19 November 2015

A gen Y’s perspective on professional development

Author :

If, like me, you are gen-Y and searching for your place in a corporate jungle that seems to be spinning madly on, then I hope that this post will offer some relief that you are not alone. I am here to offer my two cents’ worth on professional development as the newest member of the Akolade team.

In the past year or so, I have lamented that I don’t really have a roadmap for my career. Having graduated with an Arts degree in International Studies and Economics, I originally wanted to be a journalist or end up in foreign affairs. Somehow, I found myself working in different roles within the state public sector, and recently started at Akolade producing conferences.

"You will find that professional development isn’t square, and neither should you be."

Along this journey, I started to question what it is that I really want out of my career, but have ended up a little stumped. Maybe it’s because I’m fickle, maybe it’s because despite the abundance of choices in this day and age, security and certainty are dwindling standards; and I want too much out of life to settle.

Through it all, I have started changing my tune with a little advice from people who have gone ahead of myself. Instead of deciding on the one thing that I want to do for the rest of my life, I have come to embrace the richness of a career that is peppered by experiences in different industries, and learning that I am developing professionally through this.

The competencies I’ve gained, the people I’ve met and the challenges I’ve learnt from in my past roles have all added to the skill set I now have to be able to produce conferences effectively. I find that the tasks I now do on a regular basis here at Akolade are all assisted by previous employment in different industries – skills like negotiation, organisation, critical thinking and policy analysis have only been honed through my previous work experiences.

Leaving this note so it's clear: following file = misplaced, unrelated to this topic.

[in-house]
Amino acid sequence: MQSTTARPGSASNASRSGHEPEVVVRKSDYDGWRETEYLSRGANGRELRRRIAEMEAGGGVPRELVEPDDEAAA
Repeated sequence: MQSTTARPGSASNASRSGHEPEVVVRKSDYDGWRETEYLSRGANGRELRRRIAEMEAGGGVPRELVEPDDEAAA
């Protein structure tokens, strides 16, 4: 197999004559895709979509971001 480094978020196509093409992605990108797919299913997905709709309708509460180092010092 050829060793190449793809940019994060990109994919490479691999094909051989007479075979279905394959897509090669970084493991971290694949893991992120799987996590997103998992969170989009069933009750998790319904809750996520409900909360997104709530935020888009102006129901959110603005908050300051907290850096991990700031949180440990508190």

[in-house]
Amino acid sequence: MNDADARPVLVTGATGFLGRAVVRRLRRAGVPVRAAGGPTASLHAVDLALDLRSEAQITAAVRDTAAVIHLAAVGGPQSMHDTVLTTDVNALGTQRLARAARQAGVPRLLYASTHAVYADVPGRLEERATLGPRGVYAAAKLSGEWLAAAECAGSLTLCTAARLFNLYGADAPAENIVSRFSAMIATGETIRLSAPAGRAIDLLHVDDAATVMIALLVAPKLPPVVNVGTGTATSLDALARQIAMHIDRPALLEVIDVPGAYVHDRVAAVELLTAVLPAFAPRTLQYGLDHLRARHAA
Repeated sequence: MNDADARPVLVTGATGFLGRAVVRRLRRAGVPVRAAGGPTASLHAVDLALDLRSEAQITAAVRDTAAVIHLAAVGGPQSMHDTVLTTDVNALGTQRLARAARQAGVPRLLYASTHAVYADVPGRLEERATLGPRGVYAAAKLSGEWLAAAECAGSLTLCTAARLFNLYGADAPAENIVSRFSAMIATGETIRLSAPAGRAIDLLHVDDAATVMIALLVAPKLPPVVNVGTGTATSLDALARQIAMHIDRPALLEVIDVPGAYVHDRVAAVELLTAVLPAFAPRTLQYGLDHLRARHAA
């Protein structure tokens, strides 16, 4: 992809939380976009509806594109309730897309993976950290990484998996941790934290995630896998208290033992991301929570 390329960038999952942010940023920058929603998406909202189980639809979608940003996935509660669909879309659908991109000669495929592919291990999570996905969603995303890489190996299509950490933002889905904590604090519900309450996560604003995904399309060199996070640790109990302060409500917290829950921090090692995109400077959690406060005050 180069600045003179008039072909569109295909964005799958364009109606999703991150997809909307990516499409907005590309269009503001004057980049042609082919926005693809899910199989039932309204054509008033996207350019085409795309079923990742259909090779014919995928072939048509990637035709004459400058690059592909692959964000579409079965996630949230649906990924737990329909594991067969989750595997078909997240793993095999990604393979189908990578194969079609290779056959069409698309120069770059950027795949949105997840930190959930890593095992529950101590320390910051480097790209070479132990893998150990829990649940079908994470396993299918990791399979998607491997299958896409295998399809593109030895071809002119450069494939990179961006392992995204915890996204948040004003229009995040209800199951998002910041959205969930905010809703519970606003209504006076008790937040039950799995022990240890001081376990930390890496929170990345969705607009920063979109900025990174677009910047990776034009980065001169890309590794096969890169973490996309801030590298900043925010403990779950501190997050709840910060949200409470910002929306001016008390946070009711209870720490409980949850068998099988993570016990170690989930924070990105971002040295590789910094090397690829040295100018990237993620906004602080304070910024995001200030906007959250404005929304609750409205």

So the point I am making is this – professional development is not a one-size-fits-all category. It can often by construed as activities like attending courses and conferences, completing formal coursework and engaging in mentoring activities. However, I propose that professional development can also come in the form of the school of hard knocks – learning from and working in a wide base of industries to hone your core personal skills and develop your strength of character.

A Director once said to me that it is better to cast a wide net and pick up as many skills as you can while you can, than to worry about specialising too quickly in one thing and hence limiting yourself.

I am now passing on this nugget of wisdom, and suggesting that in chasing after formal methods of professional development, you do not discount the value of developing your core skills through different experiences – corporate, cultural or otherwise.  You will find that professional development isn’t square, and neither should you be.

Su grew up dreaming of being a journalist, dodging bullets and gunfire with a camera thrust in front of her reporting from a war zone. Having realised that she is not really as agile as she thought, she has settled for dodging cockroaches in metropolitan Sydney as her adrenaline fix. Su is inquisitive and loves a good challenge, which is why she has chosen to produce conferences at Akolade. In her spare time, Su likes to read, drink green tea, and fantasise about making the world a better place; getting rid of the need for war journalists entirely.

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